- JONES, Gwyneth (Ann)
- (1952-)UK writer who became best known in the 1980s for three complex adult sf novels, though most of her books have been juveniles, beginning with Water in the Air (1977), a fantasy. From her fourth novel, Dear Hill (1980), she has written sf and fantasy exclusively. Ally Ally Aster (1981)and The Alder Tree (1982), both as by Ann Halam, exploit Norse and Gothic material. King Death's Garden (1986), as by Halam, is a darkly subtle, smoothly stark ghost story set in Brighton, where GJ lived. Set in post- HOLOCAUST Inland, which is governed on deep-ecology lines by women, theZanne series - The Daymaker (1987), Transformations (1988) and The Skybreaker (1990), all as by Halam - is bracingly sf. Young rebellious Zanne slowly learns to control her innate rapport with the forbidden high-tech artifacts of the old patriarchal world-destroying hegemony, and becomes, willy-nilly and by protracted stages, an active agent in the sane preservation of Inland. GJ's only 1980s juvenile under her own name, The Hidden Ones (1988), is a contemporary urban fantasy. In Dinosaur Junction(1992), as Halam, the young protagonist is confronted with dilemmas relating to TIME TRAVEL and meets a dinosaur.GJ's first novel for adults, DIVINE ENDURANCE (1984), remains her most widely admired. Like the Zannebooks, it is set in a post-holocaust land governed by a matriarchy, but neither setting nor premise are presented with the clarity appropriate in a juvenile text. No dates are given, but GJ's enormously complex Southeast Asia venue has a dying-Earth (FAR FUTURE) feel; and the matriarchicalsociety she depicts is riven by profound ambivalences. The protagonist, a female android named Chosen Among the Beautiful, and the eponymous cat which accompanies her, dangerously agitate the scene by arriving in it, and a civil conflict begins to devastate the long polity of the land. The hard melancholy and sustained density of the book are unique in recent sf. Technically a sequel, Flowerdust (1993) - the title refers to a drug -expands a background episode from the first book.Escape Plans (1986) attempts some of the same density of effect through an acronym-heavy style and a bruising presentation of the COMPUTER-run DYSTOPIAN world in which the action takes place, but the sacrificial descent from other-world luxury of the female protagonist and her implication in an inevitable revolt have little of the resonance of her predecessor's structurally identical gift of self. Kairos (1988), along with the first two books -Flowerdust is a sidebar title, and should not be considered part of thepattern being described - makes up a kind of thematic trilogy featuring profoundly divided women who descend into the world and redeem it - is set in a NEAR FUTURE UK degenerating into fascism or anarchy. The title of the book is a theological term designating the moment of fullness in time when Christ appears, and clearly glosses the dramatic centre of each volume ofthe implied trilogy. In this case the female protagonist descends into the disintegrating UK's netherworld through ingesting a drug, Kairos, which literally recasts reality around her. The world she creates is cleansed of the grosser forms of evil. WHITE QUEEN (1991) moves beyond the pattern of the previous books, confronting its protagonists (and the planet) with an INVASION of ALIENS who themselves rewrite human perceptions of, andtherefore the rules that bind, reality. In 1992 the book shared the first James Tiptree, Jr. Award with Eleanor ARNASON's A WOMAN OF THE IRON PEOPLE(1991). A sequel, North Wind (1994), reworks the basic thematic material some decades further into the ambivalent engagement of human and alien.In her adult novels GJ is a writer of nearly unforgiving intensity, and on occasion an incompetent story-teller; her very occasional short fiction, assembled as Identifying the Object (coll 1993 chap US), confirms a sense that she is most comfortable at lengths which give her room to think hard, and perhaps recklessly. But the rewards for understanding her are so considerable that the task of learning how to do so seems light enough.JCOther works: The Influence of Ironwood (1978) and The Exchange (1979), associational juveniles.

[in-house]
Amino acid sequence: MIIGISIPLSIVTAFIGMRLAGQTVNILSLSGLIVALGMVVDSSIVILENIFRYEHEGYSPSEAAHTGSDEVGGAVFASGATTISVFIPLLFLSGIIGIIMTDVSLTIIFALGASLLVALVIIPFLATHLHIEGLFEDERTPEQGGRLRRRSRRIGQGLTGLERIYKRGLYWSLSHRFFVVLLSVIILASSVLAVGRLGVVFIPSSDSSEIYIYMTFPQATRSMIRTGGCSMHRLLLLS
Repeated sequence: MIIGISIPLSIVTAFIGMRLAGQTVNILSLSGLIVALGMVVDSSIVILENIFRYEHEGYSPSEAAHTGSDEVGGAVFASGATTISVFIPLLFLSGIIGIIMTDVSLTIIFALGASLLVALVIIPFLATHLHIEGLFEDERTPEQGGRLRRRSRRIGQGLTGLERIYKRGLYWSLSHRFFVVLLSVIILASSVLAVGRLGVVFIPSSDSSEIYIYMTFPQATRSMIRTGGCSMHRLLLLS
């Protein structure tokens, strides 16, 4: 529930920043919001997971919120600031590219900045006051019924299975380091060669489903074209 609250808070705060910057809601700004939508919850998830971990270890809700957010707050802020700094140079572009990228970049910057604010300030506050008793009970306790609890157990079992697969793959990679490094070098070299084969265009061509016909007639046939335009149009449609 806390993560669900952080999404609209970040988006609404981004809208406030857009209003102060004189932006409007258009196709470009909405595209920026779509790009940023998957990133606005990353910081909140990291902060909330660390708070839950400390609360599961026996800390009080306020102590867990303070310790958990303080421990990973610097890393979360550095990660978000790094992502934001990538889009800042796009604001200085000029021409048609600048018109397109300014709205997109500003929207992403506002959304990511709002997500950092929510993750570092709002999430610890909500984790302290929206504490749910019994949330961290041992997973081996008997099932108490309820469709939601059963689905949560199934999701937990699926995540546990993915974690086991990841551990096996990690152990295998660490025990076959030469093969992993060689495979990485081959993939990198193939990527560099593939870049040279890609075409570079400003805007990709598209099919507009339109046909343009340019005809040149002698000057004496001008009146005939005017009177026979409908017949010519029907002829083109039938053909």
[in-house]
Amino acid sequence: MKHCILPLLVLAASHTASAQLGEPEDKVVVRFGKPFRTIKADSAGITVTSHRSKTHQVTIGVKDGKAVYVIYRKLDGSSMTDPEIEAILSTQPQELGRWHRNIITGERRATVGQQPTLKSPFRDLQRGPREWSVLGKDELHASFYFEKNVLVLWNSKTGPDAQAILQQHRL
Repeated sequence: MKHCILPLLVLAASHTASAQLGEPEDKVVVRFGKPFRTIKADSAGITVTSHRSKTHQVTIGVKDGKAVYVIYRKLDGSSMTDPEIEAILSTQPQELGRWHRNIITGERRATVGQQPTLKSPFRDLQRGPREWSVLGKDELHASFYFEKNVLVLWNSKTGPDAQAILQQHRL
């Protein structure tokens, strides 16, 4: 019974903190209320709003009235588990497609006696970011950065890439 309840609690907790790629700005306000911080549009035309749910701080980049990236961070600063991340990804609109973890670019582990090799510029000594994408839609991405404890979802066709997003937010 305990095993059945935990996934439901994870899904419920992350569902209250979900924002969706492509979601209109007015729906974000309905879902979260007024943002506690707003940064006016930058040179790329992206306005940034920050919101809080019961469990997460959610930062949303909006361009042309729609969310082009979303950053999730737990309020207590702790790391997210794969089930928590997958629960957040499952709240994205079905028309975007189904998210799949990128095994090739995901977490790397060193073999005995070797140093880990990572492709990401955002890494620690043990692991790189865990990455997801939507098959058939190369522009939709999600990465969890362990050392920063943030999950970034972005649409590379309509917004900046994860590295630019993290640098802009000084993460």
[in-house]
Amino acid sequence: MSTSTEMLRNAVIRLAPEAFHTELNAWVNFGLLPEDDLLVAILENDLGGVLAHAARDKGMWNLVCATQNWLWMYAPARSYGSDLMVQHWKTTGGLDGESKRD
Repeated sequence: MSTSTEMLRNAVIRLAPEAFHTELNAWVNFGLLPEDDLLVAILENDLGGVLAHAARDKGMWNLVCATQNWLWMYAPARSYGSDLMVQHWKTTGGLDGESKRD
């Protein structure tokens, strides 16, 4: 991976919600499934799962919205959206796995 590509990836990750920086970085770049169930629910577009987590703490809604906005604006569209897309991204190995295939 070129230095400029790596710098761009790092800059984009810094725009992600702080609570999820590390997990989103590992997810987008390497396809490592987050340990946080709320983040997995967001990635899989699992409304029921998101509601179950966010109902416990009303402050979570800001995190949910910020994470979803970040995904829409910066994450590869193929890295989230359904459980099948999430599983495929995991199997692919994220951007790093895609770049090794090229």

Science Fiction and Fantasy Encyclopedia. Academic. 2011.